US researchers at the Geisel School of Medicine at Dartmouth conducted a telephone survey in 2003 of 6,522 boys and girls (ages 10 to 14 years) to ask about bedroom televisions. Body mass index (BMI) at two and four years after baseline was based on self-report and parent-reported weight and height for their children.
More than one-third of children and adolescents in the US are overweight or obese, and it is estimated that 71 per cent of children and adolescents (ages 8 to 18 years) have televisions in their bedrooms, according to background information in the article.
At baseline, 59.1 per cent of the children surveyed reported having a bedroom television. More boys, ethnic minorities and children of lower socioeconomic status reported having bedroom televisions. It was found that having a bedroom television was associated with an excess BMI of 0.57 at two years and 0.75 at four years of follow-up, and a BMI gain of 0.24 between years two and four.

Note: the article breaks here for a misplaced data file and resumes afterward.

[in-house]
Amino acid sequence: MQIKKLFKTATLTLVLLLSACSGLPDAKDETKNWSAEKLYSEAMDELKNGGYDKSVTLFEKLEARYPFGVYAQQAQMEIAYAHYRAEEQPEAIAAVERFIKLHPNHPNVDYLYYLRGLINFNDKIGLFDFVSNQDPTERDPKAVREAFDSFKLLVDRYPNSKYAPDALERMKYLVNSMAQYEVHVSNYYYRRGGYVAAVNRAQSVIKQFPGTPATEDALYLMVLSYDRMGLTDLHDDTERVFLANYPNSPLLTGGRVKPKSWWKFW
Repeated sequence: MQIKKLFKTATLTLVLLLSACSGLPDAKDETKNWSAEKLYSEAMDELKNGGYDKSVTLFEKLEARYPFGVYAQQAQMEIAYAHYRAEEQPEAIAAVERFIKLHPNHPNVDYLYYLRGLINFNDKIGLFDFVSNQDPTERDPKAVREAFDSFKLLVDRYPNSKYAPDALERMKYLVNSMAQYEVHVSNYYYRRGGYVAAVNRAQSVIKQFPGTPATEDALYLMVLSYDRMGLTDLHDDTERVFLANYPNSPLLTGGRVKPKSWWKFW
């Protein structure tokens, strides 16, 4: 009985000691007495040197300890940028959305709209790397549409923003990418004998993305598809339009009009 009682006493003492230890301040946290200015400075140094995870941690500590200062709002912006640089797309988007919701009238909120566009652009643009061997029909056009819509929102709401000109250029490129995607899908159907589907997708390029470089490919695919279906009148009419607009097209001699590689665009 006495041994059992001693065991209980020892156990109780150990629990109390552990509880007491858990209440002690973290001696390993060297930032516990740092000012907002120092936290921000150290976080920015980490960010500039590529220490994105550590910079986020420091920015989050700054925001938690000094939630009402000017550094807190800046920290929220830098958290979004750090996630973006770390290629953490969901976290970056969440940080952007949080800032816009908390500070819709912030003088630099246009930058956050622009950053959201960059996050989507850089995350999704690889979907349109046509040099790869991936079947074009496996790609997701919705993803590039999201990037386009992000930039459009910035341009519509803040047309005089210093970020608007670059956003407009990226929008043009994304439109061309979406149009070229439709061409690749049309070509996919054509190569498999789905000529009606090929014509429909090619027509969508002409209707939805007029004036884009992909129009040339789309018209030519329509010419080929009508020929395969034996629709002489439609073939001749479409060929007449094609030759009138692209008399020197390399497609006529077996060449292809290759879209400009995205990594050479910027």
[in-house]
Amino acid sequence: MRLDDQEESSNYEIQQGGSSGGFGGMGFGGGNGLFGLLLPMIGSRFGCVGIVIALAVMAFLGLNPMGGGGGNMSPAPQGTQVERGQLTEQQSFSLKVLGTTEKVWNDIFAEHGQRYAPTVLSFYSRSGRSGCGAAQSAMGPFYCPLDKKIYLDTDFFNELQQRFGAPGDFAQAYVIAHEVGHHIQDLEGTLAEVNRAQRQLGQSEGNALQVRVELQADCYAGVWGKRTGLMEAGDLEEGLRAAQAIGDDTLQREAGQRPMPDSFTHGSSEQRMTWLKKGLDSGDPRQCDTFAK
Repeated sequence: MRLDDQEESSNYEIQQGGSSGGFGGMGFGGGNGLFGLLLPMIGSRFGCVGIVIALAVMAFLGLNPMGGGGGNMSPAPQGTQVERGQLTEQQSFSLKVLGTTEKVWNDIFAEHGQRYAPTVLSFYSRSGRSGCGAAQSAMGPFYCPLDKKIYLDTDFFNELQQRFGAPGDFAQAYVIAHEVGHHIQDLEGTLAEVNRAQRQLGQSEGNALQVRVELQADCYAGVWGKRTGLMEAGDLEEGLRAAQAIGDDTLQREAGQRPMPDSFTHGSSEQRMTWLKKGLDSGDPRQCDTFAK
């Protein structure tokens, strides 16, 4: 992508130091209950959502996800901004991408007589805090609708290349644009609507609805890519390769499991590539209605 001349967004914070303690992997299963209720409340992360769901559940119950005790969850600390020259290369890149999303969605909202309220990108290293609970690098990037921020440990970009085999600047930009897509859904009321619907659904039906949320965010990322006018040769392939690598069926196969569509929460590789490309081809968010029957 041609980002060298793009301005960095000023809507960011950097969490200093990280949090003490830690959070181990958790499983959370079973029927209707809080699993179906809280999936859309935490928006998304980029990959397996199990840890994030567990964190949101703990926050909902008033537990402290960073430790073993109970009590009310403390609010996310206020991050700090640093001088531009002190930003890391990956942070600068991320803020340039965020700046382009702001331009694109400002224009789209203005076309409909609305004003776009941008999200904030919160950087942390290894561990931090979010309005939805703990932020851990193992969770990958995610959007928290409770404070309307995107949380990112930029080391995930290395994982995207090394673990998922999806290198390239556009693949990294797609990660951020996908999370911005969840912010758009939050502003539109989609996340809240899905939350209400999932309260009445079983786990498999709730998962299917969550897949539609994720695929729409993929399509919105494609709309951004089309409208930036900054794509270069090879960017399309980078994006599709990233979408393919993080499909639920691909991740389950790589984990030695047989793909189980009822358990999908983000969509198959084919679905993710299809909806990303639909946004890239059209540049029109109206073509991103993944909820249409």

The authors speculated the association could possibly be due to disrupted sleep patterns or greater exposure to child-targeted food advertising, although this study did not investigate causal reasons.
“This work underscores the need for interventional studies to explore whether removing televisions from child bedrooms results in lower adiposity (fat) gain.”
JAMA Pediatr. Published online March 3, 2014. doi:10.1001/jamapediatrics.2013.3921